Conquest, John Tricker (DNB00)

CONQUEST, JOHN TRICKER, M.D. (1789–1806), man-midwife, was born in 1789. He graduated M.D. at Edinburgh in 1813, and became a licentiate of the College of Physicians of London in December 1819. In 1820 he published 'Outlines of Midwifery,' of which a second edition appeared in 1821. He used to give four courses of lectures on midwifery in each year at his own house, 4 Aldemanbury Postern, London, and charged three guineas to each student attending. The lectures included remarks on the diseases of children and on forensic medicine. In a few years he moved into Finsbury Square, became lecturer on midwifery in the medical school of St. Bartholomew's Hospital (1825), and attained considerable practice. In 1830 he published an address to the Hunterian Society on puerperal inflammation (16 pp. 8vo), and in 1848 'Letters to a Mother on the Management of herself and her children in Health and Disease.' This work reached a fourth edition in 1852, but is written in a sickly style, and has no scientific or practical merit. A physician who remembered the men-midwives of Conquest's period of practice used to relate that they were divided into two classes by their conversation: one section quoted texts whenever they spoke, the other section poured forth stories which were more indecent than the drama of the Restoration. Never was midwifery, as a special branch of practice, less worthily represented. Conquest did not rise above the level of his fellows, but it must at least be admitted that his 'Letters to a Mother,' if tainted with cant, are free from indecency. He retired from practice, and after several years of a melancholy decay died at Shooter's Hill on 24 Oct. 1866.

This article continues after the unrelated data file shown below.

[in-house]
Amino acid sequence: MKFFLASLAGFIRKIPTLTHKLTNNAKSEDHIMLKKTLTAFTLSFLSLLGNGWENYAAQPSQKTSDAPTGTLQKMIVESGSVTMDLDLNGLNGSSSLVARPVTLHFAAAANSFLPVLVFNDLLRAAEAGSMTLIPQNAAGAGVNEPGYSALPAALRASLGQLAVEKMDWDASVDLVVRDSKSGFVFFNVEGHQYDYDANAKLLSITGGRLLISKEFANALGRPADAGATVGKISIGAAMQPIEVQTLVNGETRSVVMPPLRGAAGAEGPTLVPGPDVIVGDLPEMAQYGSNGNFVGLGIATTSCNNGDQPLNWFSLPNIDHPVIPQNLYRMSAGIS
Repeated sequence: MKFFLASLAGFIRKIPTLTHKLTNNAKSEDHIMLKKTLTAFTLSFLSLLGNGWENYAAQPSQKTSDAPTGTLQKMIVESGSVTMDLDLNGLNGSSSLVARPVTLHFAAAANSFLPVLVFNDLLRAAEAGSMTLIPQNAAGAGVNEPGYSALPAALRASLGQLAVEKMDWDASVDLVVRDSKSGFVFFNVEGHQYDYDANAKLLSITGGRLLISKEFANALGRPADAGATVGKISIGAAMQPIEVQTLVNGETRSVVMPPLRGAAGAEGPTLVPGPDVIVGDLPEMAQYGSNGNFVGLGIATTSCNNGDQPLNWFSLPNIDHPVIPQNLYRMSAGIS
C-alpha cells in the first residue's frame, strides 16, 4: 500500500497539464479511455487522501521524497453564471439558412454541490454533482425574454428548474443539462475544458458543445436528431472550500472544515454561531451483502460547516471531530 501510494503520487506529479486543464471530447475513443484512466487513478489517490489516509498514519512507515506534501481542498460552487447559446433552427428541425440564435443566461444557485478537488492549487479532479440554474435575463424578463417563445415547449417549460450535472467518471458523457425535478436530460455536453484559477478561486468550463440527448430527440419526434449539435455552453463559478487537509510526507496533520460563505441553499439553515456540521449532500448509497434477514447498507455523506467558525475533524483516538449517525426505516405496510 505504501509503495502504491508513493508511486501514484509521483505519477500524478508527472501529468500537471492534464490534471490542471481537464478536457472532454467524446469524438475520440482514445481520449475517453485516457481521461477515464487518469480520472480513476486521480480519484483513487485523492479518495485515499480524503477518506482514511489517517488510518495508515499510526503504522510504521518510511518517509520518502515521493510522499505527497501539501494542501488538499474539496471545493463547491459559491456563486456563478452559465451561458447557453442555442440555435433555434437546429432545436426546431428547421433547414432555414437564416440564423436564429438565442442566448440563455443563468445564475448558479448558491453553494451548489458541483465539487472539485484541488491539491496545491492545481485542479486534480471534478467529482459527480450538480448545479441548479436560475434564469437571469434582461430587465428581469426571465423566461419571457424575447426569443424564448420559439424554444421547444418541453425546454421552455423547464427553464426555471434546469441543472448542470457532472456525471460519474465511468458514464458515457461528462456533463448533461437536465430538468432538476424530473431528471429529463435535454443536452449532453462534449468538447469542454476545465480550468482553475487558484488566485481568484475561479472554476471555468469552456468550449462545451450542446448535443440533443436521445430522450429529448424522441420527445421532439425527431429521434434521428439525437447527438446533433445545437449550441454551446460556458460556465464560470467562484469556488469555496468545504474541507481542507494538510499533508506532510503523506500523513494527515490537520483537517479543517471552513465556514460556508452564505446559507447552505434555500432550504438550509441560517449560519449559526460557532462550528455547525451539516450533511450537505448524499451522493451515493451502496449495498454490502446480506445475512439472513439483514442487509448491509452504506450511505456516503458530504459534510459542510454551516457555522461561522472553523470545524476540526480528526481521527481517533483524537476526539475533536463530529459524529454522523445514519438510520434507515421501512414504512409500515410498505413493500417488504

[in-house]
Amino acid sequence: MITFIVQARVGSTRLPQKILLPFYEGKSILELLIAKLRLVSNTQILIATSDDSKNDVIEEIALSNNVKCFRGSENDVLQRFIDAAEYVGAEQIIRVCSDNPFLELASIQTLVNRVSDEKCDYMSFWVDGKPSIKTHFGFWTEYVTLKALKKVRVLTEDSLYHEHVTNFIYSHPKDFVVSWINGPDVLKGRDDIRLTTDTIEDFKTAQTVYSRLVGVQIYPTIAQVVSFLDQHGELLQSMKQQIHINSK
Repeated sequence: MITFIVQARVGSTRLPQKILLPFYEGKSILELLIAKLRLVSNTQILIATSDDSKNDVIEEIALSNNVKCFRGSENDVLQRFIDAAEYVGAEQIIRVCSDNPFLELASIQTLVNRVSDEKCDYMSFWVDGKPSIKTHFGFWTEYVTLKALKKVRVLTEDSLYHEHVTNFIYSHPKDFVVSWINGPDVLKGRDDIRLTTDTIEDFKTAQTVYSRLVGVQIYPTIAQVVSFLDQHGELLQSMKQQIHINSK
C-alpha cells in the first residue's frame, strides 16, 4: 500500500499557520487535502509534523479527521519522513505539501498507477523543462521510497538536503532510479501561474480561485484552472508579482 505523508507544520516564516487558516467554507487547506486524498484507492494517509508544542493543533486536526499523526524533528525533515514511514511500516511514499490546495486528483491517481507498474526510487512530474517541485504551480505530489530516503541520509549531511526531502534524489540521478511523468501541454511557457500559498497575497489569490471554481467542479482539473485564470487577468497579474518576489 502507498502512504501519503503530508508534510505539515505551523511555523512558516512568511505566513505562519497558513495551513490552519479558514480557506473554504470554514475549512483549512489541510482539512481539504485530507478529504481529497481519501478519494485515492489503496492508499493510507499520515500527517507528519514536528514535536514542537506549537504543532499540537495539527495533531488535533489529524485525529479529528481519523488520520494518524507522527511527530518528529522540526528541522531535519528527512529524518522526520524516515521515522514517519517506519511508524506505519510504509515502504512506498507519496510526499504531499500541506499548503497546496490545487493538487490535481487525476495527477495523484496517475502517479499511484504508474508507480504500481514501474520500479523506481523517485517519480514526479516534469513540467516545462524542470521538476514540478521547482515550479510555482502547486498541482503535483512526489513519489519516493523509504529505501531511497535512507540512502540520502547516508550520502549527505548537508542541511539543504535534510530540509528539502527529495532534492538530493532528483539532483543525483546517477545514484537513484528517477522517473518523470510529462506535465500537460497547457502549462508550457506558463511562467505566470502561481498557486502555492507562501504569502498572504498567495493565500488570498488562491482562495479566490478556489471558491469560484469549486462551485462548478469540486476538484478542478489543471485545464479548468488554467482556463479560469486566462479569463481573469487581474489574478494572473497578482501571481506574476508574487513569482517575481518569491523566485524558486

[Conquest's Prospectus of Lectures, 1820; Musk's Coll. of Phys. 1878, iii. 204.]

N. M.